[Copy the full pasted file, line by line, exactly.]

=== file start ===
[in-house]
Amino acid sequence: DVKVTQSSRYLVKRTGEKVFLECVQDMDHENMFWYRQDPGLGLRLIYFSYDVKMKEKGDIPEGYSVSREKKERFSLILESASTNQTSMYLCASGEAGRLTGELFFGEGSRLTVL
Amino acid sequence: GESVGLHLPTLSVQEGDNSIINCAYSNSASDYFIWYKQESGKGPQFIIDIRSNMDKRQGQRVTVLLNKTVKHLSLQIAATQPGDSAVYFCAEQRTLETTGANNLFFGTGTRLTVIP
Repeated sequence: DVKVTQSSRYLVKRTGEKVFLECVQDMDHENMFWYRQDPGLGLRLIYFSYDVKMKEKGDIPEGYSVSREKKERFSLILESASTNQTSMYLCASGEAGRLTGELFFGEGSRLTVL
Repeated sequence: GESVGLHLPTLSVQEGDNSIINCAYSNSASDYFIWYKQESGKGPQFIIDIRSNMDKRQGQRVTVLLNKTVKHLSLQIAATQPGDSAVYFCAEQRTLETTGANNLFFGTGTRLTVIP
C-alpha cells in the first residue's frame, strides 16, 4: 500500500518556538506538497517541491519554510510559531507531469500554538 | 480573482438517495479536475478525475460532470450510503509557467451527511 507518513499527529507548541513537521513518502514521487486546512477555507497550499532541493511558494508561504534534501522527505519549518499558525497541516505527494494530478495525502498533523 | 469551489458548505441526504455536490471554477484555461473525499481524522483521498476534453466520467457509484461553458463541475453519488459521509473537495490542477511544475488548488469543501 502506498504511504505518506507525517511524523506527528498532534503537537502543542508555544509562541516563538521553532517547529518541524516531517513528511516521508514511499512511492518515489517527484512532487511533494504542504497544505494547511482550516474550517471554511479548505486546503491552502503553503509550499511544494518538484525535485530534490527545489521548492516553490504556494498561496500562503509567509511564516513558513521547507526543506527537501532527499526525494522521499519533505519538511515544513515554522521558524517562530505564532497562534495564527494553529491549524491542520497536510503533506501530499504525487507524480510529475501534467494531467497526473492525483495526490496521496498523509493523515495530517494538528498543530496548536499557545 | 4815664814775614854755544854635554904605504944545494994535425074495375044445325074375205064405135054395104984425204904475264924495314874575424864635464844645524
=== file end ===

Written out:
[in-house]
Amino acid sequence: DVKVTQSSRYLVKRTGEKVFLECVQDMDHENMFWYRQDPGLGLRLIYFSYDVKMKEKGDIPEGYSVSREKKERFSLILESASTNQTSMYLCASGEAGRLTGELFFGEGSRLTVL
Amino acid sequence: GESVGLHLPTLSVQEGDNSIINCAYSNSASDYFIWYKQESGKGPQFIIDIRSNMDKRQGQRVTVLLNKTVKHLSLQIAATQPGDSAVYFCAEQRTLETTGANNLFFGTGTRLTVIP
Repeated sequence: DVKVTQSSRYLVKRTGEKVFLECVQDMDHENMFWYRQDPGLGLRLIYFSYDVKMKEKGDIPEGYSVSREKKERFSLILESASTNQTSMYLCASGEAGRLTGELFFGEGSRLTVL
Repeated sequence: GESVGLHLPTLSVQEGDNSIINCAYSNSASDYFIWYKQESGKGPQFIIDIRSNMDKRQGQRVTVLLNKTVKHLSLQIAATQPGDSAVYFCAEQRTLETTGANNLFFGTGTRLTVIP
C-alpha cells in the first residue's frame, strides 16, 4: 500500500518556538506538497517541491519554510510559531507531469500554538 | 480573482438517495479536475478525475460532470450510503509557467451527511 507518513499527529507548541513537521513518502514521487486546512477555507497550499532541493511558494508561504534534501522527505519549518499558525497541516505527494494530478495525502498533523 | 469551489458548505441526504455536490471554477484555461473525499481524522483521498476534453466520467457509484461553458463541475453519488459521509473537495490542477511544475488548488469543501 502506498504511504505518506507525517511524523506527528498532534503537537502543542508555544509562541516563538521553532517547529518541524516531517513528511516521508514511499512511492518515489517527484512532487511533494504542504497544505494547511482550516474550517471554511479548505486546503491552502503553503509550499511544494518538484525535485530534490527545489521548492516553490504556494498561496500562503509567509511564516513558513521547507526543506527537501532527499526525494522521499519533505519538511515544513515554522521558524517562530505564532497562534495564527494553529491549524491542520497536510503533506501530499504525487507524480510529475501534467494531467497526473492525483495526490496521496498523509493523515495530517494538528498543530496548536499557545 | 4815664814775614854755544854635554904605504944545494994535425074495375044445325074375205064405135054395104984425204904475264924495314874575424864635464844645524